New South Wales growers were recently asked for their feedback on the proposed new Biosecurity Act 2015, which comes into effect in 2017, replacing 14 separate Acts.
Initial consultation with growers sought feedback on present and future risks to the industry and how we can do it better and smarter in the future.
The new Act aims to improve how biosecurity is managed in NSW.
It replaces the Plant Diseases Act 1924, and it is claimed, will provide greater opportunity and flexibility to manage biosecurity risks in the banana industry.
The Act introduces the concept of shared responsibility through the General Biosecurity Duty – a notion that everyone has a role to play in managing biosecurity risks.
New regulations, policies and procedures spelling out how New South Wales manages biosecurity risks are being developed before the Act comes into effect in 2017.
So what’s changing?
In an effort to help better contain Bunchy Top, a Control Order and General Biosecurity Duty will replace the current ‘Banana Protected Area’.
It will be monitored and the Eradication Zone can be modified depending on the status and location of the disease.
Management of Panama disease endemic strains will be managed via the General Biosecurity Duty.
Recent studies have shown that good farm biosecurity practices such as the ‘Come clean go clean’ program adopted by the NSW cotton industry, have been effective in minimising the spread and impact of diseases such as Fusarium sp.
To make it all work it is vital that industry monitors the movement of plants, machinery and people on their properties. Bunchy Top, known to occur in the Tweed, Byron and Lismore local government areas, will fall under the Eradication Zone.
It is currently proposed to include these LGAs and the adjoining LGA of Ballina in the Eradication Zone.
The Eradication Zone will regulate the movement of planting material into, within and out of the Eradication Zone.
Potential carriers of Banana Freckle, Panama disease tropical race 4 and Bunchy Top into NSW will be managed via the General Biosecurity Duty with Mandatory Measures.
Is this reducing industry protection Bunchy Top?
Successive eradication programs funded by the Australian Banana Growers Council, and now Horticulture Innovation Australia and supported by the Department of Primary Industries has reduced the incidence of Bunchy Top infections in NSW to historically low levels.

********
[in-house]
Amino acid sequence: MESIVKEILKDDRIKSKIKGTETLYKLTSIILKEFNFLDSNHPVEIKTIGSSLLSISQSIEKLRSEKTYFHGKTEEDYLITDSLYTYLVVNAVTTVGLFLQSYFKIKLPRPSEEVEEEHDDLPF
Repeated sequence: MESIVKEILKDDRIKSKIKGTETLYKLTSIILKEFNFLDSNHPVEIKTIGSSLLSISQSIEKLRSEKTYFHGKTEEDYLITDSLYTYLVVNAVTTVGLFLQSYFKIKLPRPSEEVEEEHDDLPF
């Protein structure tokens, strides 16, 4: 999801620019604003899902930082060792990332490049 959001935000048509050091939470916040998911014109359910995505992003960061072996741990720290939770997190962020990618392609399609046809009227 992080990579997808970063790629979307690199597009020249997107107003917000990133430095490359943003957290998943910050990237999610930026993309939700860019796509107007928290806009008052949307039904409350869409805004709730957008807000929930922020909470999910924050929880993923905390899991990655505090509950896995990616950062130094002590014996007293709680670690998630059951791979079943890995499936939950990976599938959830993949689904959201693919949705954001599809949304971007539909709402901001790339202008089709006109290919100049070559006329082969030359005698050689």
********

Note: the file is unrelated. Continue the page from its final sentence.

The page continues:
The Department says it will continue supporting the industry’s effort to eradicate Bunchy Top in the areas where possible.
These controls will support the eradication of Bunchy Top by focussing efforts on the affected areas while providing greater flexibility and opportunities for those areas outside the Eradication Zone.
Areas outside the Eradication Zone that are free of Bunchy Top will be protected via;
• restrictions on the movement of banana plant material into NSW
• prohibiting movement of plant material out of the Eradication Zone
• Control Orders requiring the notification of Bunchy Top infections across NSW.
Public consultation on the draft Regulation and Regulatory Impact Statement is planned for late this year and growers are encouraged to have their say in this process.
Further information, including a supplementary discussion paper, is available at www.dpi.nsw.gov.au/biosecurityact
Paul Shoker, Coffs Harbour
“There are lot of abandoned plantations in the area, possibly harbouring diseases and there doesn’t seem to be much effort to get in and sort it out. For local growers committed to the industry, it really makes their job harder because there seems to be no real desire to clean up abandoned plantations. I feel the permit system needs to be maintained because it helps us know what’s going on in the area in terms of new plantings.”
Stephen Spear, Nambucca
“It’s not good. They are going to do away with the permit system outside the Bunchy Top area. It means anyone can bring suckers that don’t come from the Bunchy Top area into our area. So we won’t know where the suckers come from. Plus the Department has cut back on the number of inspectors and the whole inspection regime is weaker. We used to have six inspectors in the region when I started in the industry some 35 years ago, now we don’t. We are in an area free of Bunchy Top and Panama Race 1 and I think there should be more Government effort to keep it that way.”
David Pike, Coffs Harbour
“The big issue is that biosecurity is expensive for Government and not possible for small growers to do it alone. With the reduction in Government support the little growers are getting hit by this and the local BGA’s are not in a position to really take on biosecurity either. It’s a big problem.”